The Wolf Administration announced it will be awarding more than $9 million to nonprofit entities for projects to fight hunger and prevent food waste. The awards come from the expanded Food Recovery Infrastructure grant program announced in April.
Grants will allow food banks, shelters and soup kitchens to cover the costs of equipment purchases necessary to prepare, transport and store food acquired from retailers, wholesalers, farms, processors and cooperatives. Examples of eligible equipment that will be funded include refrigerated or non-refrigerated box trucks, industrial-sized refrigerators, pallet jacks and/or dollies. Installation and shipping costs were also eligible for support.
Increased demand on the charitable food system related to COVID-19 has demonstrated an immediate need for resources to support additional cold storage space, and more flexibility and changes to this grant program. The changes made in April encouraged partnerships between nonprofit organizations such as food banks and farms, processors and cooperatives that continue to experience challenges within the food supply chain as a result of the COVID-19 emergency.
“Many people across the state are feeling the strain of losing jobs or other income related to the COVID-19 crisis, and this will help provide a safety net to ensure that our fellow Pennsylvanians are not going hungry,” said Gov. Tom Wolf. “This program also helps ensure that our farmers are not in a position where they have to waste the food and dairy products grown on their farms because of market upheavals.”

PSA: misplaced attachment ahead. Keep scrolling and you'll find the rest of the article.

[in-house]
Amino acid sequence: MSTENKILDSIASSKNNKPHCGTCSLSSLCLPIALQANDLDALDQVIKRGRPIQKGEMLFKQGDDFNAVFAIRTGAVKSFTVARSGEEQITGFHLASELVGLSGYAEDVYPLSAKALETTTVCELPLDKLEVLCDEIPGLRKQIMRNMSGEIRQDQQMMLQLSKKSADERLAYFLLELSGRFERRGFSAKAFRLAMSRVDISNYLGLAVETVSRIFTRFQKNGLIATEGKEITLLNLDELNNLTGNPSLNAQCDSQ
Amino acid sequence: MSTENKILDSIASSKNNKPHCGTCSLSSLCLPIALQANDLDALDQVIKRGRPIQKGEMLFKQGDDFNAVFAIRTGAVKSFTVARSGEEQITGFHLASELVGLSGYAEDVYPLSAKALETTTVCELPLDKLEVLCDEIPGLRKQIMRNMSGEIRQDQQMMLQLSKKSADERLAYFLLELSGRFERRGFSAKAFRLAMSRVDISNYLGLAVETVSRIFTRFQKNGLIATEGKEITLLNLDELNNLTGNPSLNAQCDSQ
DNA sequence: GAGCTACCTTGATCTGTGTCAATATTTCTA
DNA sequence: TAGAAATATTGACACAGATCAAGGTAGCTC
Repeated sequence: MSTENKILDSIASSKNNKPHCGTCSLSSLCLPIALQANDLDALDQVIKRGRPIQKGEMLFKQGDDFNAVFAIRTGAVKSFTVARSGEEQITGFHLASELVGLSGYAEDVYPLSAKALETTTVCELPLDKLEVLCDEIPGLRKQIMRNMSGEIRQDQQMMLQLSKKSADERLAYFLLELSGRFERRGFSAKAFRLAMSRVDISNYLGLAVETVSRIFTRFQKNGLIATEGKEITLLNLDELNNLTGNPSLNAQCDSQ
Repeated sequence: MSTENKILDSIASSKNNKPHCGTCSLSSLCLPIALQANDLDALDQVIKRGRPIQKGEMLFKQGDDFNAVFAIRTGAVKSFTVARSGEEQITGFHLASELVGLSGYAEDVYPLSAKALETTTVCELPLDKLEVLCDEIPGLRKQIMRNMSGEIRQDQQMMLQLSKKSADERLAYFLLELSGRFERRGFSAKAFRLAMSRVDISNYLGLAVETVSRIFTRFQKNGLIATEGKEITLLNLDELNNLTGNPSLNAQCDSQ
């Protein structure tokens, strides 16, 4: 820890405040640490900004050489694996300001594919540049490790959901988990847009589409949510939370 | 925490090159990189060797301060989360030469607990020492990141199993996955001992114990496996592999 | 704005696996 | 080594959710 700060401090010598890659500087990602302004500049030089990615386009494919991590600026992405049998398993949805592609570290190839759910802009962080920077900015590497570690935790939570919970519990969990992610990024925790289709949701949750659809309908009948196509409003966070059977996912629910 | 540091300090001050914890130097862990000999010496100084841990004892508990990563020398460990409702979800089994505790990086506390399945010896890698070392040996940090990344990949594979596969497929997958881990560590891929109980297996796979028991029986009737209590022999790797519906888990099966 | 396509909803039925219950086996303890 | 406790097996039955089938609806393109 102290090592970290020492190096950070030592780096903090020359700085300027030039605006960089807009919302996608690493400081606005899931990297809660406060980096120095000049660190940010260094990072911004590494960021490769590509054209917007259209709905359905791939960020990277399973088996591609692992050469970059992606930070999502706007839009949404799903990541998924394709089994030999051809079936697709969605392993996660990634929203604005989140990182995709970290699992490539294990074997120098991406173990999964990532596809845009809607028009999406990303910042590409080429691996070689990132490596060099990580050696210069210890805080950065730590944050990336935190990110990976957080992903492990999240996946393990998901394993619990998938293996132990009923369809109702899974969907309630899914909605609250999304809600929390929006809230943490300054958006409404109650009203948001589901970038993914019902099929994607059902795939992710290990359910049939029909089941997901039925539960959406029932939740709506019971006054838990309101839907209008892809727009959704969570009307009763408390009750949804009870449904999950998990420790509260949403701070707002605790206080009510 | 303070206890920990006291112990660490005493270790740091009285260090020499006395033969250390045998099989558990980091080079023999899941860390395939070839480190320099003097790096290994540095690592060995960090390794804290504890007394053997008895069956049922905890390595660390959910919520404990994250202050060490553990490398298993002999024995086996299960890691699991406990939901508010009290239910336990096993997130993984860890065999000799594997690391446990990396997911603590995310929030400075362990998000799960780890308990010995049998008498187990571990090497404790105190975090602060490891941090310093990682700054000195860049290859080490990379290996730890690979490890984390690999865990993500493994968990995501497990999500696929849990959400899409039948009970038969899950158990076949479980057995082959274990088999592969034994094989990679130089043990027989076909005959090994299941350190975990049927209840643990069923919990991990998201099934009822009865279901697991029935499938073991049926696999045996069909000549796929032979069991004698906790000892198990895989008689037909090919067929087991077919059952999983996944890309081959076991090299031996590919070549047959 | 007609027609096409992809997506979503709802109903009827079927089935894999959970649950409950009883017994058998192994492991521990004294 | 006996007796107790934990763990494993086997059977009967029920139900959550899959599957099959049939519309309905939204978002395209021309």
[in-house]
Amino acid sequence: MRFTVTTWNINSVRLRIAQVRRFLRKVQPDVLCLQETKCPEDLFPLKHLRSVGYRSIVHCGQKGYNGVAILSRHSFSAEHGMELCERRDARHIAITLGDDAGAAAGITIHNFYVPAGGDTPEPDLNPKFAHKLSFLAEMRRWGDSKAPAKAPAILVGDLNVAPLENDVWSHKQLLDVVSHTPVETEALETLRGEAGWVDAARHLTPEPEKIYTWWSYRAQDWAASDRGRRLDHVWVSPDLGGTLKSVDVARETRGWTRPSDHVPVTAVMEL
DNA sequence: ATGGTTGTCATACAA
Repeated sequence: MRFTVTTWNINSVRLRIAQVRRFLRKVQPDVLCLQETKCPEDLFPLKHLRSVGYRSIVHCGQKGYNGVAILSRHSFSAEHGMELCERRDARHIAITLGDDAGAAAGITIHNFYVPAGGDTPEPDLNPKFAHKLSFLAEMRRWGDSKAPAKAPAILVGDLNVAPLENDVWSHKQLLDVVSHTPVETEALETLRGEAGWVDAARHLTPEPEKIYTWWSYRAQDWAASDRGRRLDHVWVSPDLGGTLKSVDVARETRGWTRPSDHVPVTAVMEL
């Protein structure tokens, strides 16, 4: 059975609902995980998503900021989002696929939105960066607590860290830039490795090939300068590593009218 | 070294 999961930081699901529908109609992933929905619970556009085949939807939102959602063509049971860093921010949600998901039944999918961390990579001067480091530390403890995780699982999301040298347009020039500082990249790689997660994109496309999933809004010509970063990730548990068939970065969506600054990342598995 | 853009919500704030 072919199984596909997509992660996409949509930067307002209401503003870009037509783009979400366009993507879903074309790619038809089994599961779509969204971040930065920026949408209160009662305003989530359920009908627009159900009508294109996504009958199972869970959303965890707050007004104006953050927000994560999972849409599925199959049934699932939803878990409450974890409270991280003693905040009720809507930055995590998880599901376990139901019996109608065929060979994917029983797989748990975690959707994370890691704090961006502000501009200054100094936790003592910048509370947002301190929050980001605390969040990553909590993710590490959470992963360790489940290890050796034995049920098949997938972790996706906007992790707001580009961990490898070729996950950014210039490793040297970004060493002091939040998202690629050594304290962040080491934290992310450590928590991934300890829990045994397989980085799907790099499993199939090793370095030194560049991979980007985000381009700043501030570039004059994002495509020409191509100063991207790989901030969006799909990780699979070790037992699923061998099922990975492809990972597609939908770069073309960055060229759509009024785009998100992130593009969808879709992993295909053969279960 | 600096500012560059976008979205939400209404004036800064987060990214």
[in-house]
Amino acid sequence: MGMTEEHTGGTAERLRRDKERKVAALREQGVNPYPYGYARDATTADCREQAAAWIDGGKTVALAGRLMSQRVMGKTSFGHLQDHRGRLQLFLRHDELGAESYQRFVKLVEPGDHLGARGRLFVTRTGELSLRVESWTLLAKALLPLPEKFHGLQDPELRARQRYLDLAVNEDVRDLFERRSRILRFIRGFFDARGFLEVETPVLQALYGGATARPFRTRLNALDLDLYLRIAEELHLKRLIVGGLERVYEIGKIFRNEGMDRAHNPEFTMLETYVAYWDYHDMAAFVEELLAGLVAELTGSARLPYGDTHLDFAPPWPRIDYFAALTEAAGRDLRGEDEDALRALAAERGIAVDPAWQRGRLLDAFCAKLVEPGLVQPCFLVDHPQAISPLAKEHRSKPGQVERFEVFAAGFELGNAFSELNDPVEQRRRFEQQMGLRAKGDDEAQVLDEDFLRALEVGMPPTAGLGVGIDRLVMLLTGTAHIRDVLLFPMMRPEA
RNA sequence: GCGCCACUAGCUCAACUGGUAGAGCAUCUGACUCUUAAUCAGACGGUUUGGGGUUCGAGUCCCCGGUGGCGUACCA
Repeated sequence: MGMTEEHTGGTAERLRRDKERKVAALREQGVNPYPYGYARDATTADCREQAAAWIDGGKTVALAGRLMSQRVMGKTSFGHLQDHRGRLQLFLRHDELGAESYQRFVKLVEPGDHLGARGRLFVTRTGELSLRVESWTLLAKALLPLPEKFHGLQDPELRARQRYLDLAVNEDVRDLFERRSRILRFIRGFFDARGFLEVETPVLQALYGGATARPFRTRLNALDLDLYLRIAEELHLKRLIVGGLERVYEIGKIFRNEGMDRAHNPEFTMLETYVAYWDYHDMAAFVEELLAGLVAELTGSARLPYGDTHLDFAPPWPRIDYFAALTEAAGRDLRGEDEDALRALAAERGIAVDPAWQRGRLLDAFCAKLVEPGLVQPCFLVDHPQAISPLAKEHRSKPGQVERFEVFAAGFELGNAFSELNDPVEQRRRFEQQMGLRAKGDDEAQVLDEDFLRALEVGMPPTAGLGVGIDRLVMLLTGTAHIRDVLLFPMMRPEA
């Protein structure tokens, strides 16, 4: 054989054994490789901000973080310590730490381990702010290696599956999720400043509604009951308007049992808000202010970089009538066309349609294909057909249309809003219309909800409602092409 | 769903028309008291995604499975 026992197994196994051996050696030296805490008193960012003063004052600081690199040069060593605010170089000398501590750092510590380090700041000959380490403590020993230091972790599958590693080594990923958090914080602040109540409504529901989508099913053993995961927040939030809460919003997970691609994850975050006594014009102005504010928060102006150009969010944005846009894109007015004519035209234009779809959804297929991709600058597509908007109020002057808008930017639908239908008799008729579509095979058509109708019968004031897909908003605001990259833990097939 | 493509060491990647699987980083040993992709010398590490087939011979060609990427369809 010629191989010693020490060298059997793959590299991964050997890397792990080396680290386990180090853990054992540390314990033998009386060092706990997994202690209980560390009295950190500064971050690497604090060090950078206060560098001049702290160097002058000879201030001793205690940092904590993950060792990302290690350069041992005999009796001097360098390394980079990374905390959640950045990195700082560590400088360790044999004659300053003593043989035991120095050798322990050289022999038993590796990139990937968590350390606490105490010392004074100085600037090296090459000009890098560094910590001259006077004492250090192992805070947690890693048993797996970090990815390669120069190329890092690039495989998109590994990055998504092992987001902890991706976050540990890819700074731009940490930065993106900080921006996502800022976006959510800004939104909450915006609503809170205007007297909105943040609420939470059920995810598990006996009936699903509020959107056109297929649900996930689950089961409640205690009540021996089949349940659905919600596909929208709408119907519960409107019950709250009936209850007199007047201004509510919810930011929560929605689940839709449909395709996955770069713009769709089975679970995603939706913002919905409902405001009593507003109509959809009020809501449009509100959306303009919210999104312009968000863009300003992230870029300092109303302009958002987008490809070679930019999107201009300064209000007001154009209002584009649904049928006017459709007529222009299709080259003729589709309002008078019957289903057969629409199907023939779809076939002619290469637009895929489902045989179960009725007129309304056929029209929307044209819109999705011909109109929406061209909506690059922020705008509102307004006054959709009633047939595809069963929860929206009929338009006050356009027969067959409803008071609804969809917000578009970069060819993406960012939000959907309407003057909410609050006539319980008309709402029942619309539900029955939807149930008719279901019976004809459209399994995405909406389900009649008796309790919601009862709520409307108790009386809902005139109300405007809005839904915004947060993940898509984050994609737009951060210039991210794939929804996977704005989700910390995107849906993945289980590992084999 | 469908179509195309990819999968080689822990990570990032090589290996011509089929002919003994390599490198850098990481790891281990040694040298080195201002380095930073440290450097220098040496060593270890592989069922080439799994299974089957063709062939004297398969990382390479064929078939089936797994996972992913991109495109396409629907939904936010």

“Our goal when expanding the Food Recovery Infrastructure Grant was to quickly get money to the people that could do the most to help, and the charitable organizations of Pennsylvania responded,” said Department of Environmental Protection Secretary Patrick McDonnell. “These grants will help guarantee food security to our residents that need it.”
“These grantees have demonstrated their commitment to feeding Pennsylvanians and simultaneously supporting agriculture,” said Agriculture Secretary Russell Redding. “This grant program is our trifecta, a win-win-win for our commonwealth: allowing food banks to keep fresh produce and dairy stocked and provide it to those in need, eliminating food waste, and preventing losses for our hardworking farmers who have had to deal with so much uncertainty.”
The recipients of the 145 awards include food banks, soup kitchens and churches from across the commonwealth, such as Rolling Harvest Food Rescue and Bucks County Opportunity Council.
The full list of recipients is here.
Based on the most recent survey in early May, Feeding Pennsylvania member food banks are reporting an average increase in demand of 55 percent over what they were seeing one year ago today. Unused or unsold food ends up in landfills, where it can biodegrade and release greenhouse gases like methane. The EPA estimates that in 2015 (the last year when information was available), more than 30 million tons of food waste went into landfills nationwide.